The school holidays over summer represents an excellent time for quality driving practice and also professional driving lessons. There are less of the competing demands faced during the school term. This period also represents the busiest period for National Driving Academy with day light saving making later lessons desirable and our customers wanting to get assessed against the log book while they have the time available.
Being an effective supervising driver
For parents, this period may be a challenging experience especially if they have not had any experience teaching learner drivers. Many supervising drivers get anxious about their role and it can be quite stressful sitting as a passenger in your own car with a beginner driver in control. A bit of stress is perfectly normal. It can help you stay alert and aware of what's going on in and around the car. Too much stress during your driving sessions is not good. You can reduce the stress levels and help make the experience positive.
Being a supervising driver is like being a sports coach. Your job is to give your learner opportunities to practise driving under your supervision. You'll work together to plan driving practice sessions so your learner develops safe driving skills in different driving situations. You will gradually increase the level of difficulty when your learner is ready. You're not an instructor, but you will have to give lots of advice, early in the learner period. You should engage with a professional driving instructor at any time, whenever you or your learner need some extra assistance. At the end of the learner period, you can be satisfied that you've made a significant difference to the safety of your learner driver.
Learning to drive involves a partnership between your learner, a professional driving instructor and yourself. Most learners have professional driving lessons, required for the ACT Log Book, and rely on their supervising driver for most of their practice. The opportunity is there for you to plan practice sessions with your learner and communicate with your driving instructor for extra guidance. Our instructors don't mind if you sit in the back seat on one or two professional driving lessons to appreciate the requirements of skilling a new driver.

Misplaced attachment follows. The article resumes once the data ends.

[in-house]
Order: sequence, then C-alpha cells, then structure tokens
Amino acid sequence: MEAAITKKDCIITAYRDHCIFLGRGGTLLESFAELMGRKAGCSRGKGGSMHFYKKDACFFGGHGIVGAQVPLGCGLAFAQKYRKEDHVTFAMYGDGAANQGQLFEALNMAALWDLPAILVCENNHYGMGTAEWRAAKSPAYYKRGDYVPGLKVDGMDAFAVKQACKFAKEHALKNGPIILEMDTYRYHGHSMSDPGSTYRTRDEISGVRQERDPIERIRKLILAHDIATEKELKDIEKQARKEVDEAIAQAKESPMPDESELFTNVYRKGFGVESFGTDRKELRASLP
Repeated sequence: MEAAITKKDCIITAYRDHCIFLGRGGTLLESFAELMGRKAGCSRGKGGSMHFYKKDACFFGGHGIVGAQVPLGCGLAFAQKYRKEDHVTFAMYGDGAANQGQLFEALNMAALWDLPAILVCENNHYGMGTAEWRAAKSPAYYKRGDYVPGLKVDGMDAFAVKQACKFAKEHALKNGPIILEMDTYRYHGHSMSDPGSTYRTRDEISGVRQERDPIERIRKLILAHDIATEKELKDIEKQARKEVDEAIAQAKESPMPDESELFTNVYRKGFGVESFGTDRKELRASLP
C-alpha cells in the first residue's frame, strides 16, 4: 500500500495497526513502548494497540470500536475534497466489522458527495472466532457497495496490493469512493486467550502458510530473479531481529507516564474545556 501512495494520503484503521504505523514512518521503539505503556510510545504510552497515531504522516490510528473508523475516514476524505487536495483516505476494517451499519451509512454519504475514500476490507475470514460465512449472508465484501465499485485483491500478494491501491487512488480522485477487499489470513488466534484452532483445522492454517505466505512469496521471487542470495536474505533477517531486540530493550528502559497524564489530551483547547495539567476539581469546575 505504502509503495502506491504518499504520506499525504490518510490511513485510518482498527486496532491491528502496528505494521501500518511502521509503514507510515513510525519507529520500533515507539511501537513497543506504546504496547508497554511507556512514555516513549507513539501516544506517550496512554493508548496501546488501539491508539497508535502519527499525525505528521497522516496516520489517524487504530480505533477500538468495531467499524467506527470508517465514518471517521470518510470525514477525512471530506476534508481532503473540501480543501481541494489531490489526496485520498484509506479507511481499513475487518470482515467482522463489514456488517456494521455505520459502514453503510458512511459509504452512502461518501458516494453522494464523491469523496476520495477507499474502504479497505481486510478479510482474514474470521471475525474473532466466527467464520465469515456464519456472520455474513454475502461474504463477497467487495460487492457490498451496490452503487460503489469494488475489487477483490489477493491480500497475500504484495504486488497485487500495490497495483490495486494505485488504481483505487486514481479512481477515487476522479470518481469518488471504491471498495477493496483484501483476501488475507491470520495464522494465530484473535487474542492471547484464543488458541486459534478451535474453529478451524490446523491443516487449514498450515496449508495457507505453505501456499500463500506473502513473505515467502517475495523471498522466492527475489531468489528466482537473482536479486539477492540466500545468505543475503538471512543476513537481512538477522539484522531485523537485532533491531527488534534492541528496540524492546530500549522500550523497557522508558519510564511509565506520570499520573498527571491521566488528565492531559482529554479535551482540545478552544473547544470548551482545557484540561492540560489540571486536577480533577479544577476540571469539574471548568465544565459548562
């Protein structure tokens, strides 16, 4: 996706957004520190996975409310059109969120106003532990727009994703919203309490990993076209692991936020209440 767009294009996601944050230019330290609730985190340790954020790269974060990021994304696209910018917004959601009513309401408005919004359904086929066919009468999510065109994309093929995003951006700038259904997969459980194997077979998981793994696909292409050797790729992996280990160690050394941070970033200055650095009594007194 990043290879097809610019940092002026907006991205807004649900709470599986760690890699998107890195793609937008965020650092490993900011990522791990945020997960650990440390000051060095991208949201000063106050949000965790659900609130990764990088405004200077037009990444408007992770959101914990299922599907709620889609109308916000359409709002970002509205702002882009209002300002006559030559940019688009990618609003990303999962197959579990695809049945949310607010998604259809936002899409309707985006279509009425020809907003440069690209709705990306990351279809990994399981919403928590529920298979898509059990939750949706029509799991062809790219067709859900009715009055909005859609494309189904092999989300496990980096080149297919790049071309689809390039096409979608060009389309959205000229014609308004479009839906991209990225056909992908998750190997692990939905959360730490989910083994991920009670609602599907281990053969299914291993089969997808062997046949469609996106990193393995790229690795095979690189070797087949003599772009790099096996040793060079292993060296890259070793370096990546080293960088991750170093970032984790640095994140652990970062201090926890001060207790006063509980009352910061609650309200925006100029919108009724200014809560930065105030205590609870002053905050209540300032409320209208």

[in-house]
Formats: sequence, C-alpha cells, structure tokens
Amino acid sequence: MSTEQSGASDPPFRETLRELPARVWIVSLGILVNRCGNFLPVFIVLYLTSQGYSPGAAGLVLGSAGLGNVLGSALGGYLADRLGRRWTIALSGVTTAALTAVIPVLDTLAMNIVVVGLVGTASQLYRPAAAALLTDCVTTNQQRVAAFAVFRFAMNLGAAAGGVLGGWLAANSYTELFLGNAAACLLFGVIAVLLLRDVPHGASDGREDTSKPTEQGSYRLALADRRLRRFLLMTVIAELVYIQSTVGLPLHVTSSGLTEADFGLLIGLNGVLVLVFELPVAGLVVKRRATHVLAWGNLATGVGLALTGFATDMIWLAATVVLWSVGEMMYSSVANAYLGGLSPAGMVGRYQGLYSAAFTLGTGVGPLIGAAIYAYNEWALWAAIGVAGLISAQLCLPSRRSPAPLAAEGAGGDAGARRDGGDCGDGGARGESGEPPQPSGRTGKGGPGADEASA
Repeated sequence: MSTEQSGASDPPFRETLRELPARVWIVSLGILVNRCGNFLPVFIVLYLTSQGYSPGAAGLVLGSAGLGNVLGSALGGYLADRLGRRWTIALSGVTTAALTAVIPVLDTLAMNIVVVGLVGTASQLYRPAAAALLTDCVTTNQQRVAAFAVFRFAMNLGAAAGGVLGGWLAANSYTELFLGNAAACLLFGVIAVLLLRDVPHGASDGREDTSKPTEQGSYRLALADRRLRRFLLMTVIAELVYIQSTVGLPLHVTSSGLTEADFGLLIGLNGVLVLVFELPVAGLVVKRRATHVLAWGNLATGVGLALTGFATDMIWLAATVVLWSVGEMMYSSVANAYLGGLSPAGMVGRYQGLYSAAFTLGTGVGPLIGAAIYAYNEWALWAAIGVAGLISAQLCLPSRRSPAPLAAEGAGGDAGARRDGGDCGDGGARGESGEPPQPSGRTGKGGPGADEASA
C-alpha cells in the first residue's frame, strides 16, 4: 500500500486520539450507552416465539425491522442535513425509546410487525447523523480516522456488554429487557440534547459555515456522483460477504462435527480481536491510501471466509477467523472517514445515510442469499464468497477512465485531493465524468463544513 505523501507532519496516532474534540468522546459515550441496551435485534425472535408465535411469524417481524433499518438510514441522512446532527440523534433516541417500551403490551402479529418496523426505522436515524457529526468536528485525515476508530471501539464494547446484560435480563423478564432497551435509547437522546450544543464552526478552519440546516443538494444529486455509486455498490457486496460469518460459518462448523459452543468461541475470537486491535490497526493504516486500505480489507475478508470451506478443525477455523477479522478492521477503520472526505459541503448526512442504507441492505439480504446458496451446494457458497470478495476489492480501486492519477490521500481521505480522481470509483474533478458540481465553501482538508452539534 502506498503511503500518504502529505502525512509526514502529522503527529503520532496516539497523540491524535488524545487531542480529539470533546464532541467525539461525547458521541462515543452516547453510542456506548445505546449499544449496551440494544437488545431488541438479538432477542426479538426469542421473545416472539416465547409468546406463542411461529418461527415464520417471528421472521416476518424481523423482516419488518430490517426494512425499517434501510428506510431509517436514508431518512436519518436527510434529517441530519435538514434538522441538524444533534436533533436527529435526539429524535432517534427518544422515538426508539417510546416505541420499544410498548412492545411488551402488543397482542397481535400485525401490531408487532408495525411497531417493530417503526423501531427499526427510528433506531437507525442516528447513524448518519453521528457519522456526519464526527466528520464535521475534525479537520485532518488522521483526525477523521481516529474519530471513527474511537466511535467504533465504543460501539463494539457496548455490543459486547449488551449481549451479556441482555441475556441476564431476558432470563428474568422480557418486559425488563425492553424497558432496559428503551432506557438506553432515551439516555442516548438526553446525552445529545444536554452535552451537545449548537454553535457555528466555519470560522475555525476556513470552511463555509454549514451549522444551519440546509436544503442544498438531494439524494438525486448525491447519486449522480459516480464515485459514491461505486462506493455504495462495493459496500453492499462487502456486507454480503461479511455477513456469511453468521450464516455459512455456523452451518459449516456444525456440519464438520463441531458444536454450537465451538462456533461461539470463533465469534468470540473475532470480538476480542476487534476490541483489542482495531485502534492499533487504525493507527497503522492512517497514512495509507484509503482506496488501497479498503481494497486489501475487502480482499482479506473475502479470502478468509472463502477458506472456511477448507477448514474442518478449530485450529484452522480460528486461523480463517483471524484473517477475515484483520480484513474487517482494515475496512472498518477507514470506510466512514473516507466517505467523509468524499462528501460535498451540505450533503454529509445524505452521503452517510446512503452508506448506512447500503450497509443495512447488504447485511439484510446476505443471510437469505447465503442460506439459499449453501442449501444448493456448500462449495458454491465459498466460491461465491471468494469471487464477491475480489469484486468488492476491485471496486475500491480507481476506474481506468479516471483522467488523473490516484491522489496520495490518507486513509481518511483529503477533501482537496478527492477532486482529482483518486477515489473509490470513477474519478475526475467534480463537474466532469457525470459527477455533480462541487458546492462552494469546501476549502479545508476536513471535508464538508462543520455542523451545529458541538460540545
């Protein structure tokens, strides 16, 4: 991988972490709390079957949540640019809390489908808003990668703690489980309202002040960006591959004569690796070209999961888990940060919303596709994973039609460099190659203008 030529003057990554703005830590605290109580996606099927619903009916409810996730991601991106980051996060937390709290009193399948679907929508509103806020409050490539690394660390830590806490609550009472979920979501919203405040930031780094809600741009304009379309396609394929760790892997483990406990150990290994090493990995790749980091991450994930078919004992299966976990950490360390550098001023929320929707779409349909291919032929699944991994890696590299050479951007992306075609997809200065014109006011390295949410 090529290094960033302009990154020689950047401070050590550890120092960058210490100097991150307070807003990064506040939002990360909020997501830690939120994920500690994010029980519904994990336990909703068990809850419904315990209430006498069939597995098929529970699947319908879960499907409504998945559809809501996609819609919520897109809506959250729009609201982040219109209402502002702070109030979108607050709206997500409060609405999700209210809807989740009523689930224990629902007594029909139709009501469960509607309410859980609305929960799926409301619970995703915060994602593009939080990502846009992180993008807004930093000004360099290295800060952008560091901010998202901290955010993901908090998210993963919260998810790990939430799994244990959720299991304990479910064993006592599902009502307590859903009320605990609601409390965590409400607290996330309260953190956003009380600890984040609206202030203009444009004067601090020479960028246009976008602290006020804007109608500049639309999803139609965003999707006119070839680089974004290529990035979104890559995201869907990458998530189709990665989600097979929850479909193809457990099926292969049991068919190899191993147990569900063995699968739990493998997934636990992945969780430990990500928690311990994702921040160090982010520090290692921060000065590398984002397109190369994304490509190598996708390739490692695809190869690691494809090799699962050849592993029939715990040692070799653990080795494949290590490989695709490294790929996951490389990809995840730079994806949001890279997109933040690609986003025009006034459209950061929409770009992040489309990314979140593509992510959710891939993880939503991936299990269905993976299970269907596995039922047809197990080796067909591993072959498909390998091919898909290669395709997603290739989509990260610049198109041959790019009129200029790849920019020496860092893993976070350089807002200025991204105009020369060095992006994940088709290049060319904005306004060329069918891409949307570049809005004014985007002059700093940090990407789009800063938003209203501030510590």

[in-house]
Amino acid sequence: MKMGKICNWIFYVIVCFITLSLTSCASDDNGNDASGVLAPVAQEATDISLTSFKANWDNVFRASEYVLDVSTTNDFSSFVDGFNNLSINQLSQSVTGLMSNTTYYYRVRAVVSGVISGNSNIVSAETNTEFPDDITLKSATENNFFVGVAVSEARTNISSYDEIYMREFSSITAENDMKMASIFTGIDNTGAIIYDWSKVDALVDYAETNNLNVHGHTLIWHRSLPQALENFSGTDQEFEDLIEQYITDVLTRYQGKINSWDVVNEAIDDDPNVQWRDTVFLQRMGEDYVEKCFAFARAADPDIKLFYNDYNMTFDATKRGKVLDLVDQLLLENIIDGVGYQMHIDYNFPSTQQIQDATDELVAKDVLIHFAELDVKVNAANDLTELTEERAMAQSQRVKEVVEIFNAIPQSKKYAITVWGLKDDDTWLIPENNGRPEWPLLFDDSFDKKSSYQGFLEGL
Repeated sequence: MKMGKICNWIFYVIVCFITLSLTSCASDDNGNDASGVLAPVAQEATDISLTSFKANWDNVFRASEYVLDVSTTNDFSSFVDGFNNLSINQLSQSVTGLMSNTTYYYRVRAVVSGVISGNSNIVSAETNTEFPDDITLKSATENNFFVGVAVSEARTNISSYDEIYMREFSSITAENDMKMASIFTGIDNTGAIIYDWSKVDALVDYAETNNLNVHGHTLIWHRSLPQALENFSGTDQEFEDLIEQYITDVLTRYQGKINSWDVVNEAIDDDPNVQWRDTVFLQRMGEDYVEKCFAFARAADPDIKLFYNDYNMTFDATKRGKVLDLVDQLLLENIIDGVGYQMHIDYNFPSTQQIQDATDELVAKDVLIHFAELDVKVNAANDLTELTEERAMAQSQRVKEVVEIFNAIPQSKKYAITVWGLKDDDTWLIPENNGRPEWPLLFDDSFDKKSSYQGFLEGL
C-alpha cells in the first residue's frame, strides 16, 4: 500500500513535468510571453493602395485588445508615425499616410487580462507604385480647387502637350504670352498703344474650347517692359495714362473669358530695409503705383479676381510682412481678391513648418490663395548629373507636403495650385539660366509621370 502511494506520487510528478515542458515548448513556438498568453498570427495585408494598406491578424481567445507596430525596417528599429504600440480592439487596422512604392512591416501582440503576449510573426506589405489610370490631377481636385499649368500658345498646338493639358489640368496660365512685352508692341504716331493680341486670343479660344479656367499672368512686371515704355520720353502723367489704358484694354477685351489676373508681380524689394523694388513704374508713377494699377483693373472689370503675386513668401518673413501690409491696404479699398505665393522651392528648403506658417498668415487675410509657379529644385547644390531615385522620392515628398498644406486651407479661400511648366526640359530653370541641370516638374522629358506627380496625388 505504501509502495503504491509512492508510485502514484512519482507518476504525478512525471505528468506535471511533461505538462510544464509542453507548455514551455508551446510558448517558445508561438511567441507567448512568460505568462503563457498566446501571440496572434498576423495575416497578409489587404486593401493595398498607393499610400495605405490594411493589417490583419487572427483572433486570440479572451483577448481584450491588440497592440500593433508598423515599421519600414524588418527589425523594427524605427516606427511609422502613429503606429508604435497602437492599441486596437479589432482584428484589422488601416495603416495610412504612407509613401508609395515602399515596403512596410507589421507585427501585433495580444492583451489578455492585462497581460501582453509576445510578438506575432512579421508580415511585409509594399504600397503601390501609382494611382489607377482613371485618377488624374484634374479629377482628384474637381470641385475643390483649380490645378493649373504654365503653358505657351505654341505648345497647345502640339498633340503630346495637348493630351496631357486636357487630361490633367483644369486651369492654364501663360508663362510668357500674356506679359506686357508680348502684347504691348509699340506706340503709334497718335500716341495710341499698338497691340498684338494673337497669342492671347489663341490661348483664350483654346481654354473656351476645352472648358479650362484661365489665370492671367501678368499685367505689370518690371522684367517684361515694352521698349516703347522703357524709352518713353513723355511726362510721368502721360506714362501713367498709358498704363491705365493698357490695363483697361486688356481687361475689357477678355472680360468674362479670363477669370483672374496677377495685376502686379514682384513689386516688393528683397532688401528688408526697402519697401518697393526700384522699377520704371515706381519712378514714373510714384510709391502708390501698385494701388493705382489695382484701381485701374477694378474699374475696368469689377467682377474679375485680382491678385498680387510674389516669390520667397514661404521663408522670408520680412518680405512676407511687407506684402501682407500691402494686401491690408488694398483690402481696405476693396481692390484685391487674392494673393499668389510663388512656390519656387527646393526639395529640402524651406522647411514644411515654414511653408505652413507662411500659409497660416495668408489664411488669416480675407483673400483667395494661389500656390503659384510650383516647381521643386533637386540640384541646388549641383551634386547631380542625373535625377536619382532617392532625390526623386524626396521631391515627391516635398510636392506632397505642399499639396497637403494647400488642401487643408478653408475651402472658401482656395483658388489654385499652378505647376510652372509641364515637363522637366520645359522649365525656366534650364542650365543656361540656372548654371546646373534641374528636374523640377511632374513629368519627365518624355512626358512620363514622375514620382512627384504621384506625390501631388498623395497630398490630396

At National Driving Academy we are committed for our customers to be "Safe Drivers, For Life" which means that our focus is not on passing the driving test, but rather on ensuring the learners are safe drivers at the time they obtain their licence. This focus is for good reason, as new drivers have a much higher risk of crashing than more experienced ones.
After 12 months of driving, new drivers almost halve their initial crash rate and their safety continues to improve for several years after licensing. As you will see in the below chart learner drivers are the safest drivers, for reasons such as being supervised and also driving in a controlled environment, whereas new platers represent the highest crash risk. This is the challenge of going from being a learner to being a solo driver.
Look at dividing the learner period into four stages to get the best progress and outcomes.